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Last Night in Nuuk
By Niviaq Korneliussen
(Black Cat/Grove Press)

Last Night In Nuuk earned acclaim when it was originally published in Greenlandic and Danish in 2014, under the title Homo Sapienne. Its author, Niviaq Korneliussen, is young, queer, and Greenlandic, just like her novel’s five main characters. The New Yorker has described her as “perhaps [Greenland’s] most widely read living novelist” and called her work “a turning point in the island’s literary history.” Translated into English by Anna Halager, the book follows Fia, Inuk, Arnaq, Ivik, and Sara, whose paths cross during one eventful night out. 

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The novel is separated into five sections, each narrated by a different character. The first section is one of the strongest—we follow the smart, funny, passionate Fia as she ends an unsatisfying relationship with her boyfriend (“Dry kisses stiffening like desiccated fish”) and falls hard for a woman, Sara (“If God’s a woman, she’s more beautiful than God”). Other sections—particularly the closing section, Sara’s—rely too heavily on text message transcripts, hashtags (“#nowayback”), and song lyrics. Overall, though, Last Night In Nuuk is a vibrant novel that gives American readers a glimpse of modern Greenlandic life. (4/5)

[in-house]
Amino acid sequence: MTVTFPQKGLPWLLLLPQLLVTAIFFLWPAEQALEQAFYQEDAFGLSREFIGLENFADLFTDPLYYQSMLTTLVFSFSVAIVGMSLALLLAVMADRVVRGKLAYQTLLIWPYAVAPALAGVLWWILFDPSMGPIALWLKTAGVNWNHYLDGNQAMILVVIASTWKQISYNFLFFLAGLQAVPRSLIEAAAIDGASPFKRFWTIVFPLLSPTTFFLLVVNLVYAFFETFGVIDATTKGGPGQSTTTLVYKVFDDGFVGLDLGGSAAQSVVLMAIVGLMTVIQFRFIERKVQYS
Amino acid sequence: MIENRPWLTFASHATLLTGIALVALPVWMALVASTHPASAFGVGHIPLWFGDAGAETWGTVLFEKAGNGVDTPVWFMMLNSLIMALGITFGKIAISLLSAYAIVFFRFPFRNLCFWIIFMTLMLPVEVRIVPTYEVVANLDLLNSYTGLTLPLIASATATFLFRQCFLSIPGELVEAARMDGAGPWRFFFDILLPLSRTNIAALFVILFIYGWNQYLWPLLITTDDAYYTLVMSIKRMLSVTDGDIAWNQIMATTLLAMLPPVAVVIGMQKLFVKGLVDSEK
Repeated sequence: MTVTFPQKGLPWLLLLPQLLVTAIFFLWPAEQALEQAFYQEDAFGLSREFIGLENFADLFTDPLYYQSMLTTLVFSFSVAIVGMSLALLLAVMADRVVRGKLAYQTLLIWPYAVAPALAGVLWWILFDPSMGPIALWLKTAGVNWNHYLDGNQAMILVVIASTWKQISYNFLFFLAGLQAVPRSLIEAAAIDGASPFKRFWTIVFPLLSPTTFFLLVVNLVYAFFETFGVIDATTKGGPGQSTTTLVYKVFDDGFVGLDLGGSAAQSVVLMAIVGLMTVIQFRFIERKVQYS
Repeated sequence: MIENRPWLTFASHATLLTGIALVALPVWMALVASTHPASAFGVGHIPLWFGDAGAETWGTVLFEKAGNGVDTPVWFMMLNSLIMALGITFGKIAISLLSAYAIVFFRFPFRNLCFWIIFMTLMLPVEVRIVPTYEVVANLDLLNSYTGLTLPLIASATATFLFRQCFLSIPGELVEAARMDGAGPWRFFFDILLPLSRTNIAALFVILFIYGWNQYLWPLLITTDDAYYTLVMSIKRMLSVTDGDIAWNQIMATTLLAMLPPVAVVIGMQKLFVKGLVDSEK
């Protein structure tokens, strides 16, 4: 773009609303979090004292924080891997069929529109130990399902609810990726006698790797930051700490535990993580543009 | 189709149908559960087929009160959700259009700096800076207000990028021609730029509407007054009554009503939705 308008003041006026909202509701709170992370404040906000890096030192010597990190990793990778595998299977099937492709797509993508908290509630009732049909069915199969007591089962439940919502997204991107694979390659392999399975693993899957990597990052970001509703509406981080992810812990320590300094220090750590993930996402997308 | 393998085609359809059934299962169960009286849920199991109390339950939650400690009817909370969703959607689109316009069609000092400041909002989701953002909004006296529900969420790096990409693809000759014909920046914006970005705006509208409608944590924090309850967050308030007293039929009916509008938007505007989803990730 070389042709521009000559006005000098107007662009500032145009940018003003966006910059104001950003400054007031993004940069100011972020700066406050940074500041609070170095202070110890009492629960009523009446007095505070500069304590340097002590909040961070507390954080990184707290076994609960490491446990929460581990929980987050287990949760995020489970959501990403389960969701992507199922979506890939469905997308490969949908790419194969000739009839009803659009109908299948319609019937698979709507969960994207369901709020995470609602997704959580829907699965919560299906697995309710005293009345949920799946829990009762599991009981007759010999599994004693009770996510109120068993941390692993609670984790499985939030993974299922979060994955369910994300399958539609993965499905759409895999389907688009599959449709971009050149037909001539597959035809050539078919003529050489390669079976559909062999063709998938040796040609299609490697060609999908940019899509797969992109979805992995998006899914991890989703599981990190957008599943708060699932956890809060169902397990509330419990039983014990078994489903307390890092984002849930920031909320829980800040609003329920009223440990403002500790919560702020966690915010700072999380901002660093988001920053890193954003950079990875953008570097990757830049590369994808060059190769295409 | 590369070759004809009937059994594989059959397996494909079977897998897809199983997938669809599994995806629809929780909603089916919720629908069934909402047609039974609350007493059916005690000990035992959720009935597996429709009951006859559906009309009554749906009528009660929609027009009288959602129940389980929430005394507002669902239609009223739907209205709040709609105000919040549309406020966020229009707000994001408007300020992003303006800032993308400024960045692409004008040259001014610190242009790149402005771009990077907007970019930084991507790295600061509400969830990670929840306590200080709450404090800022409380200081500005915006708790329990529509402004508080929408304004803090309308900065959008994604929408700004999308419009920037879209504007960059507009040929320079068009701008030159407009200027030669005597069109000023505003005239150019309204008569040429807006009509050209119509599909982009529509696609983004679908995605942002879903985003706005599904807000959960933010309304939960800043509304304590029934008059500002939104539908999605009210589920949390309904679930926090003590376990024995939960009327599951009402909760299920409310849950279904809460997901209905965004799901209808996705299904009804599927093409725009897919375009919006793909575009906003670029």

By Erika W. Smith

 

Last Night in Nuuk was released January 15, 2019. This article originally appeared in the March/April 2019 print edition of BUST Magazine. Subscribe today!

 

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